"Mercy Mercy Me (The Ecology)" was the second million selling hit single from Marvin Gaye's 1971 album, What's Going On.
Following the breakthrough of the title track's success, the composition, which was written solely by Gaye, and became one of his most poignant anthems of sorrow of the environment- years before global warming became a hot topic. He pointed out how everyone has an obligation to care for the ecological welfare of the planet.
Led by Gaye playing piano, and multi-tracked vocals, the strings on the track were conducted by Motown trombonist and musical arranger, Paul Riser. The session band was the legendary Funk Brothers from Detroit.
The song, like others on the album which explored deeper social themes, were opposed by Motown boss Berry Gordy who believed the general public would not be able to relate to the high-end intellectual nature of the lyrics and content. Apparently, when he heard the song Gordy didn't even know what the word "ecology" meant and it had to be explained to him.
The composition is about how Man is destroying Earth and how the balance of nature is upset by the activities of mankind. Mother Earth is forgiving but for how much longer?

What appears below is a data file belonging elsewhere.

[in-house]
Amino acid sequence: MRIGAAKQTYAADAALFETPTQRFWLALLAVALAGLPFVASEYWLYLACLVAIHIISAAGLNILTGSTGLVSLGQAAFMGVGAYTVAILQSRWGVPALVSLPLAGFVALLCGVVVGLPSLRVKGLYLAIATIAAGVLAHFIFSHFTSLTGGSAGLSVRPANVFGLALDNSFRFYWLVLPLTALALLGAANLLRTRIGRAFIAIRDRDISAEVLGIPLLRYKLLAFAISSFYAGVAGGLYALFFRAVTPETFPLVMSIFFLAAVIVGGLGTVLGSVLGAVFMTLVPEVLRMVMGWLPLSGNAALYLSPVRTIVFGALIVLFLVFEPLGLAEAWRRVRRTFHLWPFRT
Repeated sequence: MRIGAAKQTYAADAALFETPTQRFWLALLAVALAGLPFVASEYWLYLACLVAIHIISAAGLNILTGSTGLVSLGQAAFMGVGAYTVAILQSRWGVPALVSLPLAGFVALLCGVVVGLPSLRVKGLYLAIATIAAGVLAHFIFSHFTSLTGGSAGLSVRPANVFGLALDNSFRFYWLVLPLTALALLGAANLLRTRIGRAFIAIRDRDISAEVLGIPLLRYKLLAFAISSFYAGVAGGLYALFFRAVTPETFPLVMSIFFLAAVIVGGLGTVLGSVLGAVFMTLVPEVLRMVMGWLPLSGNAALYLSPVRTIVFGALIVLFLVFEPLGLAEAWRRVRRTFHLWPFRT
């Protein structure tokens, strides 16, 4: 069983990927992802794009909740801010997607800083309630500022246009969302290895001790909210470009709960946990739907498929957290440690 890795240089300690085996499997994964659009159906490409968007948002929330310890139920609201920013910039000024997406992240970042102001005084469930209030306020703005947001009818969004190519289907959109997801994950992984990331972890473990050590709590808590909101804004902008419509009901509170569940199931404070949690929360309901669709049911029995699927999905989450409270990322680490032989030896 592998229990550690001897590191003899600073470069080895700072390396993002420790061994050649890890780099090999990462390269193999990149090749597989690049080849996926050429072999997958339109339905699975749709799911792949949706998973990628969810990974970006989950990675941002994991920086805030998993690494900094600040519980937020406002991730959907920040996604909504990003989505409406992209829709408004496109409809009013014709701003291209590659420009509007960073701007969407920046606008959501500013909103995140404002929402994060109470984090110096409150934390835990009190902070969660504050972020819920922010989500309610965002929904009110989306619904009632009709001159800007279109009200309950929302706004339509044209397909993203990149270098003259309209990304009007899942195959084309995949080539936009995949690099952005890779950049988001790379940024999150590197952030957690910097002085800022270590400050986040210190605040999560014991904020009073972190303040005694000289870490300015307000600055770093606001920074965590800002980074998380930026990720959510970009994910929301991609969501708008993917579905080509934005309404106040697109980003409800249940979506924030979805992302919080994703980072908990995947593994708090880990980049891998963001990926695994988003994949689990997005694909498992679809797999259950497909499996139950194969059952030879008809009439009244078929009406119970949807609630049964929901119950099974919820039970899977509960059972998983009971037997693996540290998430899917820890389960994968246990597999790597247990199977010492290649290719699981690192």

His lyrics lay out the dilemma for mankind clearly:
"Mercy mercy me, ahh things aint what they used to be, no no where did the blue skies go? Poison is the wind that blows from the north and south and east”.
Another clear reference is:
“Ahh things aint what they used to be, no no Oil wasted on the ocean and upon our seas, fish full of mercury."
The singer is specifically talking about the greed of man that causes damage to mother nature and our natural resources, and of the need to be at one with Mother Nature.
Marvin Gaye said in 1976:
"We appear to have reached the bottom line. And, just like Bunny says (referring to the Jamaican musician Bunny Wailer), it’s in obeying the laws of nature that this wisdom and freedom lies. Those songs aren’t written for nothing. A lot of the time, they don’t even know it as writers, but they’re just forced to put Mother Nature into the picture, like Stevie Wonder in ‘You Are The Sunshine Of My Life.’”